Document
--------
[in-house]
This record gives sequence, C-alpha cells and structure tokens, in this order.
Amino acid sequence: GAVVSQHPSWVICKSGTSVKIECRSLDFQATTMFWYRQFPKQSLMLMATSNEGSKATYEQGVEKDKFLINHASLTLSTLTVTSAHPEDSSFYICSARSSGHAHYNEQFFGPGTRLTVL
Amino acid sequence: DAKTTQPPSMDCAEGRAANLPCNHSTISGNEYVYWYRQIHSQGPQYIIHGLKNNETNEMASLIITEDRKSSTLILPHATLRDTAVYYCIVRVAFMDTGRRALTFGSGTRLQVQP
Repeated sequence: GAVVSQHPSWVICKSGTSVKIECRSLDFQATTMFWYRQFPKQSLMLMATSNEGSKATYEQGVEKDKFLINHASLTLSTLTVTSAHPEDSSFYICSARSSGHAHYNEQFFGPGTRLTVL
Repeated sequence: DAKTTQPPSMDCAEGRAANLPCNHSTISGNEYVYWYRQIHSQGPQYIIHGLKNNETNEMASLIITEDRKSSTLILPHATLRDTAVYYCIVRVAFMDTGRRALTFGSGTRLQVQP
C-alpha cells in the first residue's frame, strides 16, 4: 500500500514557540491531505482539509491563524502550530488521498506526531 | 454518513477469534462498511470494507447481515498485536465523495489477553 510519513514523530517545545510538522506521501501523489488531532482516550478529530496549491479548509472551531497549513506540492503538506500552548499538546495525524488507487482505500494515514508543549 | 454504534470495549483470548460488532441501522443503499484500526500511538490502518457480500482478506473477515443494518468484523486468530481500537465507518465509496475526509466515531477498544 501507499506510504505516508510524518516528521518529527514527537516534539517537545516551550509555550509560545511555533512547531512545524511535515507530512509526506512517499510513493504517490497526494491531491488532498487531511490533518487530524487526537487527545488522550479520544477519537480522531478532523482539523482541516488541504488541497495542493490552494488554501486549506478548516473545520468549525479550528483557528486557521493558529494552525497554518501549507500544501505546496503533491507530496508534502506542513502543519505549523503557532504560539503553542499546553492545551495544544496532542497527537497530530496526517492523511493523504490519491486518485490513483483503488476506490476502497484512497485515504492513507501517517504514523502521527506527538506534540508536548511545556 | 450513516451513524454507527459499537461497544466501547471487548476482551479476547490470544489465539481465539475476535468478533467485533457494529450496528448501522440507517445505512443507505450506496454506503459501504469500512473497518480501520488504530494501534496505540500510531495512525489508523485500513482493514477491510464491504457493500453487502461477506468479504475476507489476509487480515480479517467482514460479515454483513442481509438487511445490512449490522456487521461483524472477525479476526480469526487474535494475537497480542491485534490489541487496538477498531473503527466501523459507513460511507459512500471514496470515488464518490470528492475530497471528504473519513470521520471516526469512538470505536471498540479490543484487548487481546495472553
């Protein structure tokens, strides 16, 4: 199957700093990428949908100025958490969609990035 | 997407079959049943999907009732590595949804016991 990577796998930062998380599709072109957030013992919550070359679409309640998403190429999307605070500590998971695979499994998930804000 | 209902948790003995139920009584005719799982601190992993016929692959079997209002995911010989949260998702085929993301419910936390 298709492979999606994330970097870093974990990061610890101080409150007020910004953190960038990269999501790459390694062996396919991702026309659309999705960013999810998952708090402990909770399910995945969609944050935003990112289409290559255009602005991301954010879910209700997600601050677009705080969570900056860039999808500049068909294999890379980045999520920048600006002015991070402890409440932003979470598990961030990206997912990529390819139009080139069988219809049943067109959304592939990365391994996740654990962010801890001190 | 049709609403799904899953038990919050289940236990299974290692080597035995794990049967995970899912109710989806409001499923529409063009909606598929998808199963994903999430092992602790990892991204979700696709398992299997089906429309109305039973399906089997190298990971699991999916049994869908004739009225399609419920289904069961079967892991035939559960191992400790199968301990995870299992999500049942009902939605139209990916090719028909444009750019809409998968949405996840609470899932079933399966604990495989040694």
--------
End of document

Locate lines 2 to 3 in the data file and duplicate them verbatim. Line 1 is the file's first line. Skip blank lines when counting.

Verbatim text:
This record gives sequence, C-alpha cells and structure tokens, in this order.
Amino acid sequence: GAVVSQHPSWVICKSGTSVKIECRSLDFQATTMFWYRQFPKQSLMLMATSNEGSKATYEQGVEKDKFLINHASLTLSTLTVTSAHPEDSSFYICSARSSGHAHYNEQFFGPGTRLTVL